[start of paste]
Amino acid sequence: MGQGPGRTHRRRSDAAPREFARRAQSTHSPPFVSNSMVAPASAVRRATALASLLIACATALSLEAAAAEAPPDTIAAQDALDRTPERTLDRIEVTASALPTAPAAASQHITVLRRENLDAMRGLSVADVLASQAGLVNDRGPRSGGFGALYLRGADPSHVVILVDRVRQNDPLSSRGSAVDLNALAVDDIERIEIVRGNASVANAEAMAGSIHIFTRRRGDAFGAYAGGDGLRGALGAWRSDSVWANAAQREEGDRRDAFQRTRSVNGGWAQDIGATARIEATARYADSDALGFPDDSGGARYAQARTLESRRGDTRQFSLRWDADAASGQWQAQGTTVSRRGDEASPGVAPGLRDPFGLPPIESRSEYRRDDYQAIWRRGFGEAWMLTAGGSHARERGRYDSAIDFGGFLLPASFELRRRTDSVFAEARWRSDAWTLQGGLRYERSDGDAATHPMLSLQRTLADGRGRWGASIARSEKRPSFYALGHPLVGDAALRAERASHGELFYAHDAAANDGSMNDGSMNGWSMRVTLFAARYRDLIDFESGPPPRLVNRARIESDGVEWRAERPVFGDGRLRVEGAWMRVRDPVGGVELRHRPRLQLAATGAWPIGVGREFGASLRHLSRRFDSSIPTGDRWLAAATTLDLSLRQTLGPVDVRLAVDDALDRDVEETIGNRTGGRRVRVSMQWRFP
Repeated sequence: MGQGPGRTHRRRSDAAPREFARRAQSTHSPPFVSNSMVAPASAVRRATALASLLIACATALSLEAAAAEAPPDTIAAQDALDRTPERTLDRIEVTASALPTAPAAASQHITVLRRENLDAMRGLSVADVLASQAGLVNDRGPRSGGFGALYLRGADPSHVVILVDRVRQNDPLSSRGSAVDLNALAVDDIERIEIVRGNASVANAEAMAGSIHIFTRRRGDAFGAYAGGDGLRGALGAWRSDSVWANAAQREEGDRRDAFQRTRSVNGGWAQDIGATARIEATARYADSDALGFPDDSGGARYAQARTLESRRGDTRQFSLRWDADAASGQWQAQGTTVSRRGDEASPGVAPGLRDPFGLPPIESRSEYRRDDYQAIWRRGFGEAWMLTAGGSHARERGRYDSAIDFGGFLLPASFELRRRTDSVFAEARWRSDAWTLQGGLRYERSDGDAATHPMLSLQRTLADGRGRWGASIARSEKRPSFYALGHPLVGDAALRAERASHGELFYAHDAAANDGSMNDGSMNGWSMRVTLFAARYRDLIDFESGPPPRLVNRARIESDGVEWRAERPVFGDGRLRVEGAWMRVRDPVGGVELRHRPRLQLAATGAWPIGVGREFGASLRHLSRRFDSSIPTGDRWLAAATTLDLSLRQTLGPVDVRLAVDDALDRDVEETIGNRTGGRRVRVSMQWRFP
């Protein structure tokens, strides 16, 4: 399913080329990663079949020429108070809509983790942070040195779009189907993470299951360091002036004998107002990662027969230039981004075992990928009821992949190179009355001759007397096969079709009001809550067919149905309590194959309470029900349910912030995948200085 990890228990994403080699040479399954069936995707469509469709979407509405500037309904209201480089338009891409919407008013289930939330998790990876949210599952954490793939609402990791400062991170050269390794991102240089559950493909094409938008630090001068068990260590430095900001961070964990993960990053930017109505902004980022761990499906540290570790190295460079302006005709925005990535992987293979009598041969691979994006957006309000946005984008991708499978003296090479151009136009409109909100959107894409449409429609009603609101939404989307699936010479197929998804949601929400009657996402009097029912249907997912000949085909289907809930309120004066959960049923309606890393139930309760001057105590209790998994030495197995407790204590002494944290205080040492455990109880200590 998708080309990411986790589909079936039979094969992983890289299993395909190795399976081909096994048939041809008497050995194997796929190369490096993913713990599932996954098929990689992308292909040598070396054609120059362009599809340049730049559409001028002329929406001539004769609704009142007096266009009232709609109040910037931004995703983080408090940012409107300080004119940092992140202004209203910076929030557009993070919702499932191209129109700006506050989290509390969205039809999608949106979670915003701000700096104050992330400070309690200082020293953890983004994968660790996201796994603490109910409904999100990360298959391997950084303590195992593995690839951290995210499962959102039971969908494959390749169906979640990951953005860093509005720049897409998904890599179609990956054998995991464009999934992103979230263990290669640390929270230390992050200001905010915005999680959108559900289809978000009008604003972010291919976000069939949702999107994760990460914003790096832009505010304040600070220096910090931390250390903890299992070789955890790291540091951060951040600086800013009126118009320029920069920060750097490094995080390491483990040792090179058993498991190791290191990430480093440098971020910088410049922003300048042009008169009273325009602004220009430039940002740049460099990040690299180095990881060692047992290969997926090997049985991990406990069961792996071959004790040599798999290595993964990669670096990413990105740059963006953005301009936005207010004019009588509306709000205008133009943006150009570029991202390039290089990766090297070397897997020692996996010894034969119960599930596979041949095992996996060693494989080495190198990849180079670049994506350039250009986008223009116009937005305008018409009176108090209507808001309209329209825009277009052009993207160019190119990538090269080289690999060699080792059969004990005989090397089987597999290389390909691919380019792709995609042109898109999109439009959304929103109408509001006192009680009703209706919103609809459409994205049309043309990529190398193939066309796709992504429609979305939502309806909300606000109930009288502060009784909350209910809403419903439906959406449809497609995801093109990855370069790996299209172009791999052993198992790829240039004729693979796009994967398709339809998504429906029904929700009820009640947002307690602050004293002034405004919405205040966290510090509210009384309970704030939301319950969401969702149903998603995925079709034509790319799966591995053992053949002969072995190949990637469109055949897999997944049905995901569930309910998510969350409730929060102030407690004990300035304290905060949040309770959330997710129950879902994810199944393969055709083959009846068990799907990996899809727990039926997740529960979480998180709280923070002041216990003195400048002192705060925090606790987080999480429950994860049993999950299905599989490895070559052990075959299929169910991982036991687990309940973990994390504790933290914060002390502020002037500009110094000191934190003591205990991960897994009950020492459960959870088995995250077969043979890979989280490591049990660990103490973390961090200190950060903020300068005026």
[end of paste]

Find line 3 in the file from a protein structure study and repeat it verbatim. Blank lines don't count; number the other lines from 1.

């Protein structure tokens, strides 16, 4: 399913080329990663079949020429108070809509983790942070040195779009189907993470299951360091002036004998107002990662027969230039981004075992990928009821992949190179009355001759007397096969079709009001809550067919149905309590194959309470029900349910912030995948200085 990890228990994403080699040479399954069936995707469509469709979407509405500037309904209201480089338009891409919407008013289930939330998790990876949210599952954490793939609402990791400062991170050269390794991102240089559950493909094409938008630090001068068990260590430095900001961070964990993960990053930017109505902004980022761990499906540290570790190295460079302006005709925005990535992987293979009598041969691979994006957006309000946005984008991708499978003296090479151009136009409109909100959107894409449409429609009603609101939404989307699936010479197929998804949601929400009657996402009097029912249907997912000949085909289907809930309120004066959960049923309606890393139930309760001057105590209790998994030495197995407790204590002494944290205080040492455990109880200590 998708080309990411986790589909079936039979094969992983890289299993395909190795399976081909096994048939041809008497050995194997796929190369490096993913713990599932996954098929990689992308292909040598070396054609120059362009599809340049730049559409001028002329929406001539004769609704009142007096266009009232709609109040910037931004995703983080408090940012409107300080004119940092992140202004209203910076929030557009993070919702499932191209129109700006506050989290509390969205039809999608949106979670915003701000700096104050992330400070309690200082020293953890983004994968660790996201796994603490109910409904999100990360298959391997950084303590195992593995690839951290995210499962959102039971969908494959390749169906979640990951953005860093509005720049897409998904890599179609990956054998995991464009999934992103979230263990290669640390929270230390992050200001905010915005999680959108559900289809978000009008604003972010291919976000069939949702999107994760990460914003790096832009505010304040600070220096910090931390250390903890299992070789955890790291540091951060951040600086800013009126118009320029920069920060750097490094995080390491483990040792090179058993498991190791290191990430480093440098971020910088410049922003300048042009008169009273325009602004220009430039940002740049460099990040690299180095990881060692047992290969997926090997049985991990406990069961792996071959004790040599798999290595993964990669670096990413990105740059963006953005301009936005207010004019009588509306709000205008133009943006150009570029991202390039290089990766090297070397897997020692996996010894034969119960599930596979041949095992996996060693494989080495190198990849180079670049994506350039250009986008223009116009937005305008018409009176108090209507808001309209329209825009277009052009993207160019190119990538090269080289690999060699080792059969004990005989090397089987597999290389390909691919380019792709995609042109898109999109439009959304929103109408509001006192009680009703209706919103609809459409994205049309043309990529190398193939066309796709992504429609979305939502309806909300606000109930009288502060009784909350209910809403419903439906959406449809497609995801093109990855370069790996299209172009791999052993198992790829240039004729693979796009994967398709339809998504429906029904929700009820009640947002307690602050004293002034405004919405205040966290510090509210009384309970704030939301319950969401969702149903998603995925079709034509790319799966591995053992053949002969072995190949990637469109055949897999997944049905995901569930309910998510969350409730929060102030407690004990300035304290905060949040309770959330997710129950879902994810199944393969055709083959009846068990799907990996899809727990039926997740529960979480998180709280923070002041216990003195400048002192705060925090606790987080999480429950994860049993999950299905599989490895070559052990075959299929169910991982036991687990309940973990994390504790933290914060002390502020002037500009110094000191934190003591205990991960897994009950020492459960959870088995995250077969043979890979989280490591049990660990103490973390961090200190950060903020300068005026």